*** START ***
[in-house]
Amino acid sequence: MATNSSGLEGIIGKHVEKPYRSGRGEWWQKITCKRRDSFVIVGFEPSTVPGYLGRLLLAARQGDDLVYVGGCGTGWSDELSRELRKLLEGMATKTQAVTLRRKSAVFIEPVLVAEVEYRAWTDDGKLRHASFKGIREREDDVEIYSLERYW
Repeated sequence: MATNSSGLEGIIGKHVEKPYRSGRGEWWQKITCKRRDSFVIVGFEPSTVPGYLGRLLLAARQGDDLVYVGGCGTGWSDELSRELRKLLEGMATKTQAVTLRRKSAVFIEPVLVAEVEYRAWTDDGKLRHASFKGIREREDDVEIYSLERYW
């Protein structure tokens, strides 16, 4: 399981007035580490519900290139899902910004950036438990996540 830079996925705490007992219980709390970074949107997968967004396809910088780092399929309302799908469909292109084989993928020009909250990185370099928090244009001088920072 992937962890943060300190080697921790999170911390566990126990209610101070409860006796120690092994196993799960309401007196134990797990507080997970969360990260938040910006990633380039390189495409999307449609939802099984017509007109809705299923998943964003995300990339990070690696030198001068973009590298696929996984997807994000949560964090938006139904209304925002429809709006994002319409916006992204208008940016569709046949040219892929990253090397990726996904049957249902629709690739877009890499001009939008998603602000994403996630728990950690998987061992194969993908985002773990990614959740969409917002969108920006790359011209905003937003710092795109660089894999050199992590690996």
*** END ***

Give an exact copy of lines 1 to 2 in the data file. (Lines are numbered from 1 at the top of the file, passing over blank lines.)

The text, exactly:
[in-house]
Amino acid sequence: MATNSSGLEGIIGKHVEKPYRSGRGEWWQKITCKRRDSFVIVGFEPSTVPGYLGRLLLAARQGDDLVYVGGCGTGWSDELSRELRKLLEGMATKTQAVTLRRKSAVFIEPVLVAEVEYRAWTDDGKLRHASFKGIREREDDVEIYSLERYW